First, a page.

Janet Yellen urges EU to join US in curbs on cheap Chinese exports

Janet Yellen urges EU to join US in curbs on cheap Chinese exports

Janet Yellen, the US treasury secretary, has urged the EU to intervene urgently to dampen the growing export levels of Chinese cut-price green technology including solar panels and wind turbines, pushing European leaders to move to a full-scale trade war.

At the same time she urged German bank executives on Tuesday to step up efforts to comply with sanctions against Russia and shut down efforts to circumvent them to avoid potential penalties themselves that could see the US cut them off from dollar access.

Her remarks, in Frankfurt, come just hours after the European Commission president, Ursula von der Leyen, gave her strongest hint yet that the EU would join the US and impose tariffs on Chinese electric vehicles after a soon-to-be completed investigation into alleged state subsidies into the automotive industry in China.

Yellen said it behoved the US and its western allies to react in a “united way” as China’s growing production was a threat to industries in all their markets.

Wind turbine manufacturers in the EU have protested that Chinese rivals are undercutting them by 50% in a move that is appealing to cash-strapped state and regional authorities facing targets in reductions of greenhouse gases.

Yellen defended the 100% tariffs, which have been criticised as protectionist and a potential flashpoint that could trigger wider trade wars with China.

“China’s industrial policy may seem remote as we sit here in this room, but if we do not respond strategically and in a united way, the viability of businesses in both our countries and around the world could be at risk,” Yellen said at the Frankfurt School of Finance and Management on Tuesday.

The EU, which sells a greater share of exports to China than the US, is pursuing a policy of de-risking rather than decoupling, and hopes its approach involving investigations into more than 20 trade sectors will focus Beijing’s mind.

China has signalled it will retaliate against any tariffs with potential duties on French brandy, EU wine and dairy products.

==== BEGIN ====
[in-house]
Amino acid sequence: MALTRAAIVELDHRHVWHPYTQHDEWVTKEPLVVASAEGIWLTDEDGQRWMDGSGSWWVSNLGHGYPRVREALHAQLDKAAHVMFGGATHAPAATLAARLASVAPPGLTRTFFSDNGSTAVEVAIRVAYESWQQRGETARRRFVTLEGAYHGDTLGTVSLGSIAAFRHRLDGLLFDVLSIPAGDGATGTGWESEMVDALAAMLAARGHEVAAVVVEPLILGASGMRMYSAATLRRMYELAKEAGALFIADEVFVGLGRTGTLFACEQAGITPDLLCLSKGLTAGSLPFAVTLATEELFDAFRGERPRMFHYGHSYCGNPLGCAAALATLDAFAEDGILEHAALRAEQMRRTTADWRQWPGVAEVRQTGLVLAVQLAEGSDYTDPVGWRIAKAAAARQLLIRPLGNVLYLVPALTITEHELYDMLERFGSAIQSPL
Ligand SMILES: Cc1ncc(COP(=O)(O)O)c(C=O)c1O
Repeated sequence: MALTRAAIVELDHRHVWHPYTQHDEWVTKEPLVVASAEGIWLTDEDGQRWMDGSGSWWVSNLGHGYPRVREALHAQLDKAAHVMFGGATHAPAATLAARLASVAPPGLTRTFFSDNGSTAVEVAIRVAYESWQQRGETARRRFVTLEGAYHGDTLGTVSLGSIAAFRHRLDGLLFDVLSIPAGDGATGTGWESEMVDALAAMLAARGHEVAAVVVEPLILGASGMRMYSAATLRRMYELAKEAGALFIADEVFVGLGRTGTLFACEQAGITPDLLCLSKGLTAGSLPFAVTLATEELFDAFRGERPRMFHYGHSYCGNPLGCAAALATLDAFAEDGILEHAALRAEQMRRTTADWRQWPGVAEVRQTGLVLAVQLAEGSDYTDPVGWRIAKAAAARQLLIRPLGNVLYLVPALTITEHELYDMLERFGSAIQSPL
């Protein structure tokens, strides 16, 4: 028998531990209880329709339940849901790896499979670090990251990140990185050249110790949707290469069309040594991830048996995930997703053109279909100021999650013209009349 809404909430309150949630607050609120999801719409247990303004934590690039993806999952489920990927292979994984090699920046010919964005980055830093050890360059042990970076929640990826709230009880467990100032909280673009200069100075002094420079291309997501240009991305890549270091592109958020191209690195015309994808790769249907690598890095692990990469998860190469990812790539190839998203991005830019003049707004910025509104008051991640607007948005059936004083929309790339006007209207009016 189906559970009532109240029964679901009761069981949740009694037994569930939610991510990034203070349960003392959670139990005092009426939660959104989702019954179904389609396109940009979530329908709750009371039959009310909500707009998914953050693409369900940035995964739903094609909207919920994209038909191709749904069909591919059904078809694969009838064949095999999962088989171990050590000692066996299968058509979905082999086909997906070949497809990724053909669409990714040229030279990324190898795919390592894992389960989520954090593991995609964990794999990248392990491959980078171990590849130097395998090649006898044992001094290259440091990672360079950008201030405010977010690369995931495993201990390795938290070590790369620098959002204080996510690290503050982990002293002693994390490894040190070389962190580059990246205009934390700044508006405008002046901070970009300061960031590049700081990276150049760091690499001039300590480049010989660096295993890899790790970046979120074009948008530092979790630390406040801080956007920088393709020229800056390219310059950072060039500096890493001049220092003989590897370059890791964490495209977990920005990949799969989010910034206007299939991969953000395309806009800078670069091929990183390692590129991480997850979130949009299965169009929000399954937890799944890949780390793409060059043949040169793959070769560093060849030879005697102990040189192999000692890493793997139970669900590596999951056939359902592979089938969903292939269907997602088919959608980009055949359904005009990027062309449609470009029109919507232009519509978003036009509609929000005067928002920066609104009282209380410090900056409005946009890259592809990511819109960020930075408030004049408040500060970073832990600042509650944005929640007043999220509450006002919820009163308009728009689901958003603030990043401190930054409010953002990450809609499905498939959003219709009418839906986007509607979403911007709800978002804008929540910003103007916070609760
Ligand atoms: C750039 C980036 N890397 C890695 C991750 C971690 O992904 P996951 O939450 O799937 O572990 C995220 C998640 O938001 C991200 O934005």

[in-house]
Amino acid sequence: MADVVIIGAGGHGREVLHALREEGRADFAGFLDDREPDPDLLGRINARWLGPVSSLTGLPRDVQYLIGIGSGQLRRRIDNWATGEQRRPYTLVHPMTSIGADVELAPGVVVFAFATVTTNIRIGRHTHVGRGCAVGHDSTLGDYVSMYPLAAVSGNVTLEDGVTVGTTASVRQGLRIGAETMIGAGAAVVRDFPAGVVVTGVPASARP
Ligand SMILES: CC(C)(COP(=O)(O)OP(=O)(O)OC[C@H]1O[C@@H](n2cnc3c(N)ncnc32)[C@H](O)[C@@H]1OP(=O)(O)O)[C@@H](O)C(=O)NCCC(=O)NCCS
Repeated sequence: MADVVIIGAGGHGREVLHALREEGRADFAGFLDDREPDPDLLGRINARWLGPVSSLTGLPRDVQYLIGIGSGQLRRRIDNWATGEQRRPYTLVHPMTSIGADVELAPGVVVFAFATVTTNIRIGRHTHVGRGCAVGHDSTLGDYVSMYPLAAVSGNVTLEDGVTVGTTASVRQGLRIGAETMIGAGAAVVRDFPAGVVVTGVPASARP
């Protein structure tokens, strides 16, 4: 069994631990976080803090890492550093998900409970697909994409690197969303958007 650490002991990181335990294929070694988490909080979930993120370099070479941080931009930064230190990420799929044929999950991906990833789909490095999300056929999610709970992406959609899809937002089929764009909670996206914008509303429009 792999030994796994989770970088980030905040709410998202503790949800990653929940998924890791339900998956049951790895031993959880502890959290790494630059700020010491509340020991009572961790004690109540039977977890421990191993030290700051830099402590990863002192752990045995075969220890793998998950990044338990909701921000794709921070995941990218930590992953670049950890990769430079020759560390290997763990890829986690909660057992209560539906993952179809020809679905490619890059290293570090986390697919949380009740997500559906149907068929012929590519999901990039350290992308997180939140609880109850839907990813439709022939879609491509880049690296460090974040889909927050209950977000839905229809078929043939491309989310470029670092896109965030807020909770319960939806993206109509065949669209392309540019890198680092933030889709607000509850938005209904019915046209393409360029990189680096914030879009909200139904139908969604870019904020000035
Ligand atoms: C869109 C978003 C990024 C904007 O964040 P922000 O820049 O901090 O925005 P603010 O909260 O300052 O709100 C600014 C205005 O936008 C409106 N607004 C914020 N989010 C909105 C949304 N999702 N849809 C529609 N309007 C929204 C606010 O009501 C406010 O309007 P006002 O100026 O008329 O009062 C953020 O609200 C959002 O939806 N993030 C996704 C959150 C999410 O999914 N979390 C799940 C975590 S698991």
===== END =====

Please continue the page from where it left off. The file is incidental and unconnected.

Von der Leyen said Europe would take a different approach to the US. While an increase in tariffs is expected, they are unlikely to match the rate imposed by the US.

Von der Leyen told the Financial Times that China had “massive overcapacity” that was “flooding” the EU market with “artificially cheap products”.

She said she expected the investigation into alleged Chinese state subsidies launched last September and due to be finished by 5 June, to conclude there were “excessive production subsidies”.

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The response of the EU would be “that the level of duties would correspond to the level of damage done”, she added, indicating that the EU would not impose import duties of 100%.

“It is not about closing the market or protectionism,” she said.

The friction with China comes less than two weeks after President Xi Jinping met von der Leyen and the French president, Emmanuel Macron, in the hope of persuading him to reduce production levels in China.

Yellen’s message on Russian sanctions is believed to be rooted in new evidence seen by the US and EU of circumvention of sanctions by the Kremlin, with goods ordered from multinational tech firms by enterprises in Hong Kong, for instance, ending up in Russia.

“Russia is desperate to obtain critical goods from advanced economies like Germany and the US,” Yellen said. “We must remain vigilant to prevent the Kremlin’s ability to supply its defence industrial base, and to access our financial systems to do so.”

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